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|Paynesville Press - Sept. 03, 2003|
City council backs dropping bypass route
The Paynesville City Council passed a resolution last week asking that MnDOT drop from consideration the far west bypass for Highway 23, despite protests from several township residents who attended the council meeting on Wednesday, Aug. 27.|
The city council has been pursuing dropping the far west bypass from consideration ever since an informal survey was conducted last month. In that survey, the council members unanimously agreed that they would not be willing to drop the constitutional requirement that Highway 23 touch the city limits. The far west bypass does not do this. "The council has agreed that the highway should touch the city," said council member Harlan Beek last week. "We agree on this."
Then, on Monday, Aug. 27, the city council, the supervisors for Paynesville Township, and the local Highway 23 task force met with MnDOT project engineer Lowell Flaten, and the city council asked asked MnDOT to drop this route. Flaten said he would bring that recommendation back to MnDOT for discussion.
With five possible routes for Highway 23 - no build, improve thru town, east bypass, west bypass, and far west bypass - the current study of the future route of the road is nearly 18 months behind the original schedule. The city council - which rates the far west bypass as fourth best, ahead of only the no-build option - has asked MnDOT to drop it from consideration to speed the process.
But the township residents at the city council meeting last week urged the council to reconsider. More studies need to be done on the cost of each route, said township resident Ken Gniffke, who thinks that it's too early and not enough information is known to eliminate a route.
"I couldn't make a decision until the studies are 100 percent finished," added Dick Michaelis, a former city council member who now lives in the township.
Both Michaelis, Gniffke, and Marv Fasen, who also spoke to the council, live on Highway 23 just west of Paynesville. Their houses, if either the west or east bypass were chosen, would be between the old highway and the new four-lane highway. Gniffke and Michaelis told the council that they and their neighbors do not want to be boxed in.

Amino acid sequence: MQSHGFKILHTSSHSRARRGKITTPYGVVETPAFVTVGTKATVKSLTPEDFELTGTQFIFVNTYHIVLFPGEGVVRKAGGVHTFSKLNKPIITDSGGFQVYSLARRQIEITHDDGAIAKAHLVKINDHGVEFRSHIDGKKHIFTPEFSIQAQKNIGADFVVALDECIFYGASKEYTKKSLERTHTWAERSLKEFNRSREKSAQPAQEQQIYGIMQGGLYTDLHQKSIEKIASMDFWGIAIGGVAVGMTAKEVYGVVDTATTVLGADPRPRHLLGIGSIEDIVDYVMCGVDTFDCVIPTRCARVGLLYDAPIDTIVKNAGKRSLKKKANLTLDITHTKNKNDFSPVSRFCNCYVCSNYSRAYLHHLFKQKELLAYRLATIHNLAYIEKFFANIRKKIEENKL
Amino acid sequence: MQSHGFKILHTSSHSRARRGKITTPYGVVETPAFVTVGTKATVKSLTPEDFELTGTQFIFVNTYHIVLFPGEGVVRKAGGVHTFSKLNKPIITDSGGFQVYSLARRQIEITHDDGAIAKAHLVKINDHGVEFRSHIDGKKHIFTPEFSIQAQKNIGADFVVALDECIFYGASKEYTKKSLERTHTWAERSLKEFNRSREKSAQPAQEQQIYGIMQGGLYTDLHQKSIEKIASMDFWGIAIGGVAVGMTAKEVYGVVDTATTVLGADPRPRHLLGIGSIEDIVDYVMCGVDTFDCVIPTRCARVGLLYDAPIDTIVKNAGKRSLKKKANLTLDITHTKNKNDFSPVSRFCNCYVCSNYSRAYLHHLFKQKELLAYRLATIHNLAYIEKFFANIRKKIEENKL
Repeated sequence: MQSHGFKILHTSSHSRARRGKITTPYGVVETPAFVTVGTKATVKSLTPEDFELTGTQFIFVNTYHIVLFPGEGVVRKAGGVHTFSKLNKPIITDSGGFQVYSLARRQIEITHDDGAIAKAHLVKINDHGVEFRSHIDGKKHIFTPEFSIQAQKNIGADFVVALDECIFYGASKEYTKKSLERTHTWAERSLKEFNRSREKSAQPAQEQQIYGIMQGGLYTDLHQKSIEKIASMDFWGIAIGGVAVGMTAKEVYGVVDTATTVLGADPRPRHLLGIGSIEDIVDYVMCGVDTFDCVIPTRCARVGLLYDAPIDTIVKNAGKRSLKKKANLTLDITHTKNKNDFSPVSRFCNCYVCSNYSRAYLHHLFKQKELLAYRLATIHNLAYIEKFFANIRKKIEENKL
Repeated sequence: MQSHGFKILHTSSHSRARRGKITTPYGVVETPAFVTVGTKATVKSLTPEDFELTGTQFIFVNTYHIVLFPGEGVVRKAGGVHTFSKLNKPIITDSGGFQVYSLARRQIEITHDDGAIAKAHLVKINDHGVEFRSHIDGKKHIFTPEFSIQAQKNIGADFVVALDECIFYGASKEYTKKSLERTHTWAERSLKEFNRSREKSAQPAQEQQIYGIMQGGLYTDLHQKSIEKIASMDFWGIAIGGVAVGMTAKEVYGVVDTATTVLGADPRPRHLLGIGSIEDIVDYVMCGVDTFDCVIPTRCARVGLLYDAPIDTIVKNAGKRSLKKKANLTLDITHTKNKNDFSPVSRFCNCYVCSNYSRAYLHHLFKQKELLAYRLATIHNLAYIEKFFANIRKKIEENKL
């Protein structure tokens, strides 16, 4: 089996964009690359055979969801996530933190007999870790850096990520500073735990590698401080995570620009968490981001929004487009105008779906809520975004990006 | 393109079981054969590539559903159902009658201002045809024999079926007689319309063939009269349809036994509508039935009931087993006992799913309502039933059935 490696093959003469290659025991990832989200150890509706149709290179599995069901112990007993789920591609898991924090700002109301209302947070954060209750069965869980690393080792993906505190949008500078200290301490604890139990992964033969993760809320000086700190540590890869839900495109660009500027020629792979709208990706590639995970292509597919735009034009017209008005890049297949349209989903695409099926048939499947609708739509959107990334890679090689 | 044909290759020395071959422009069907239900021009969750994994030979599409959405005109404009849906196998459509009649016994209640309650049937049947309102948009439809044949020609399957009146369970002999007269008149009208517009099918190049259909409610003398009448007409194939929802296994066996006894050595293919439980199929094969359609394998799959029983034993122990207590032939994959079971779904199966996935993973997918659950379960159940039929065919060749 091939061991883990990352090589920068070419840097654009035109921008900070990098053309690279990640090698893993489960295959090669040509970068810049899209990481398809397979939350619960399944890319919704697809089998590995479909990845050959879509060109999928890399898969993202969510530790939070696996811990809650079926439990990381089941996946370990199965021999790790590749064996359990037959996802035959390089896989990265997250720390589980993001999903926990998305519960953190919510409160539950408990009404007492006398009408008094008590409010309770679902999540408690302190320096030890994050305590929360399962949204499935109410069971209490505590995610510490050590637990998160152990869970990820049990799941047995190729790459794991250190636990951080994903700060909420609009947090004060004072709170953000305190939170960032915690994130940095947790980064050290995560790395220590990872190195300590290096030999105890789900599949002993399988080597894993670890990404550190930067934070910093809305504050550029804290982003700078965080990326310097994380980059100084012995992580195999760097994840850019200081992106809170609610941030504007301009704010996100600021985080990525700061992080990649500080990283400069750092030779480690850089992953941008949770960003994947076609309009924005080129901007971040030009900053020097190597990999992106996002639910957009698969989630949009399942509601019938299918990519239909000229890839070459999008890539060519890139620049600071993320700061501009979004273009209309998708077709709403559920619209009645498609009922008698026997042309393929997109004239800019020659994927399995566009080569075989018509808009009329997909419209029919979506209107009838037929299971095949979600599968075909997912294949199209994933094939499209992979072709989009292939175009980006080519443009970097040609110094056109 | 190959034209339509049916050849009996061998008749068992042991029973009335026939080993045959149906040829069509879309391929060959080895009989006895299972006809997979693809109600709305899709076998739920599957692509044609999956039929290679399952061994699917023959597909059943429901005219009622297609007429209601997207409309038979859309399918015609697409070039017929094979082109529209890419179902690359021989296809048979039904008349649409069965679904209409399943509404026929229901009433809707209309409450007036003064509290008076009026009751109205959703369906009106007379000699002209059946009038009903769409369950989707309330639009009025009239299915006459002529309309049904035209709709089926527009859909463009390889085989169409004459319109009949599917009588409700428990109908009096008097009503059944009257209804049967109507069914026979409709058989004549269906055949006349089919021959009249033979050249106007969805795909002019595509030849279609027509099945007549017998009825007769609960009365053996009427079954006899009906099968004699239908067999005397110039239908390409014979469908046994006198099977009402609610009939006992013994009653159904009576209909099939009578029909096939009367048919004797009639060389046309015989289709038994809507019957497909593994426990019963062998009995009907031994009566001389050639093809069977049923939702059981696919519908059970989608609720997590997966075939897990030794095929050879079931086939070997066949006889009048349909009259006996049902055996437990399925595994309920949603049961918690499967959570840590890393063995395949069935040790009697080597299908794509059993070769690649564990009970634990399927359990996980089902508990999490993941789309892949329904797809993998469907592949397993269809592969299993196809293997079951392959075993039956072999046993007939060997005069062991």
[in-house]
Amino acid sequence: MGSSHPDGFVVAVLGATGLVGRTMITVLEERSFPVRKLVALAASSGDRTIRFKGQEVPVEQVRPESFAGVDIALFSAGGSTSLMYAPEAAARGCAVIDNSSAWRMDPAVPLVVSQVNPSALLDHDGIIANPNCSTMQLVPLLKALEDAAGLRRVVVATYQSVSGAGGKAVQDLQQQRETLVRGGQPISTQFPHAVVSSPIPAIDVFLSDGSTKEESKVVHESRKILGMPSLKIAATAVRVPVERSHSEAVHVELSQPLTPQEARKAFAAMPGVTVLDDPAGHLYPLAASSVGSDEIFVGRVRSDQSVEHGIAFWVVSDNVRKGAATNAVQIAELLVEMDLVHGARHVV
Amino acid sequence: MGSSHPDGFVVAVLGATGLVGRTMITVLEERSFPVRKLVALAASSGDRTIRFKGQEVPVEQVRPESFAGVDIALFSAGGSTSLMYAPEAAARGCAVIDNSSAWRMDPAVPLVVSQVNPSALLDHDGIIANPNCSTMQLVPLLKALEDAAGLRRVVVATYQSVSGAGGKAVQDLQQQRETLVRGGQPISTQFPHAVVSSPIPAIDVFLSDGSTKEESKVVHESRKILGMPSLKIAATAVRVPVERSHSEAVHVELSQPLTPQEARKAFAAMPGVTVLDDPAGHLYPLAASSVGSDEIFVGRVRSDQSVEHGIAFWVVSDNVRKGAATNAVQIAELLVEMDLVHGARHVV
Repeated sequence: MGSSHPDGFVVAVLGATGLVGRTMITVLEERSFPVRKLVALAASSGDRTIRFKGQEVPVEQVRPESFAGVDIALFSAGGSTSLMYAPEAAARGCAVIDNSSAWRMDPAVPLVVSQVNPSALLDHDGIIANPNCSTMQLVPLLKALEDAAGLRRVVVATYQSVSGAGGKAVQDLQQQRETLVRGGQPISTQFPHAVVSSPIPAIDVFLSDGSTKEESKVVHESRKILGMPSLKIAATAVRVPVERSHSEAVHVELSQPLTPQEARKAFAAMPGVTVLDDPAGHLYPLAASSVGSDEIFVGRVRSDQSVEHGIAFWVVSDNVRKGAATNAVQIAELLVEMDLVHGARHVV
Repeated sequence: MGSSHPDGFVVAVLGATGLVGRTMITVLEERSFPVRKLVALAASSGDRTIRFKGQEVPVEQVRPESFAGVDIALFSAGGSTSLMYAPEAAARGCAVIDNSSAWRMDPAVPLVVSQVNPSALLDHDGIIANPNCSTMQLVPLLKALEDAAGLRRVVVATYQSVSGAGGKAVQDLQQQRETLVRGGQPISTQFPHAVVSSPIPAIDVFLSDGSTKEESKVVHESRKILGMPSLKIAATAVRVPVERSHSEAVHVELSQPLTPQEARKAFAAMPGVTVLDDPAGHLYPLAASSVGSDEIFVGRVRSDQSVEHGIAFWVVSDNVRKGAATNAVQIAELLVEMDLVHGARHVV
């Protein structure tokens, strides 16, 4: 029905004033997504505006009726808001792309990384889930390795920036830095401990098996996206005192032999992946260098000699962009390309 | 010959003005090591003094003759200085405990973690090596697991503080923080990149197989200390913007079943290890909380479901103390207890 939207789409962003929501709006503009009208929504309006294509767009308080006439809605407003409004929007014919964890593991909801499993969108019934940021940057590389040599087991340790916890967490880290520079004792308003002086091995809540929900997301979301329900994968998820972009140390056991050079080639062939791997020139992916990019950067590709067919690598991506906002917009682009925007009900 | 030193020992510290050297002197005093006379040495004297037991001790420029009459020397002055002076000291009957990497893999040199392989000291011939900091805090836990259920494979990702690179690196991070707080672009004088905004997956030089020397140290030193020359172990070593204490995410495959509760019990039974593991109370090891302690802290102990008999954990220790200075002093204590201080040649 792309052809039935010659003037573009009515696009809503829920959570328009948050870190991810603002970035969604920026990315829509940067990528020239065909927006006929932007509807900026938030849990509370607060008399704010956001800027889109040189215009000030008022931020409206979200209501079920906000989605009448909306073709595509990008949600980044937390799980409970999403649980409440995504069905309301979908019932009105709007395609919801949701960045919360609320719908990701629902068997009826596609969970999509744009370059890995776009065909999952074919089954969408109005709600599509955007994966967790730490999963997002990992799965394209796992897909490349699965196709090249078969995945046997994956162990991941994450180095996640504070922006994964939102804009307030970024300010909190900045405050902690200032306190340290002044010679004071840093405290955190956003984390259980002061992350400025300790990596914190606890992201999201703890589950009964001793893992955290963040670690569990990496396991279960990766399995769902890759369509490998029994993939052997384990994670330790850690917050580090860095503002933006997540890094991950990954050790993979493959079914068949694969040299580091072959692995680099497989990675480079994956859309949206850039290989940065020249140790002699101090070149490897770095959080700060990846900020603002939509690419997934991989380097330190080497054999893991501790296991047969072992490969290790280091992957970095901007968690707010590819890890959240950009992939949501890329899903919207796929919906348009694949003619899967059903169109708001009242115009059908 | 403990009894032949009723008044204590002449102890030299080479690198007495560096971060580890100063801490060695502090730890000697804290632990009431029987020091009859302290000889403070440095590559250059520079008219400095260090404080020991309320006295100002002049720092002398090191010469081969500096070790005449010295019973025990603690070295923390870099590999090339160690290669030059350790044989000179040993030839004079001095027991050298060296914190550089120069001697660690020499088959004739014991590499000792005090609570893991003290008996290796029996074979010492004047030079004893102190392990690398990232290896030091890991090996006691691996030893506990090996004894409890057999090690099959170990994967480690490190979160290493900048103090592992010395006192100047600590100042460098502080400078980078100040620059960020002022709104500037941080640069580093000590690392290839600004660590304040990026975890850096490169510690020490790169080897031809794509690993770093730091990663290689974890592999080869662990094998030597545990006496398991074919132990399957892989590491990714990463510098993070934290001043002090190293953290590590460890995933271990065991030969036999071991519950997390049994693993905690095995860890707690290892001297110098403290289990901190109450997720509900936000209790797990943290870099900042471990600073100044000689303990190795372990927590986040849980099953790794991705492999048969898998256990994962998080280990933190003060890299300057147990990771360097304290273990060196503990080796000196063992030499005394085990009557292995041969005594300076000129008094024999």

Eliminating the far west bypass would leave only the east and west as bypass options.
That concerned city resident Randy Kern. "If anything is eliminated, it should be the in-town route," he told the council, "and we all know it will be eliminated, and that only leaves two routes."
In its recent study, the council identified the west bypass as their top choice.
The far west bypass would give the city lots of room to expand to the new highway, said Kern, a reason frequently cited in that route's favor. But the council members said that annexation would not go that far. It would cost too much to take city services (water and sewer) that far, said council member Dave Peschong.
In the city's last orderly annexation agreement with the township, providing water and sewer services were a necessary factor when annexing township property into the city.
In the city's recent comprehensive plan, the area just north of town - between the current city limits and 185th Street - is identified as possible for annexation. This area would be between the new highway and the city if either the far west bypass or the west bypass were chosen.
Fasen noted that the far west bypass does have support from the township supervisors and urged the council to listen to the township a little more.
But, with the highway study running months behind, the council seems to want to help speed the process along while showing signs of progress. If another route is eliminated, the far west bypass could be brought back into the study at a later date, noted council member Dennis Zimmerman.
Whether MnDOT will agree to the council's recommendation to drop the far west bypass from consideration is still not known.
MnDOT could press ahead with studying the route, and even back it as the best route, but likely will not want to provoke a conflict with the city, which has the right to approve changes to Highway 23 due to the constitutional requirement that it serves the city of Paynesville.
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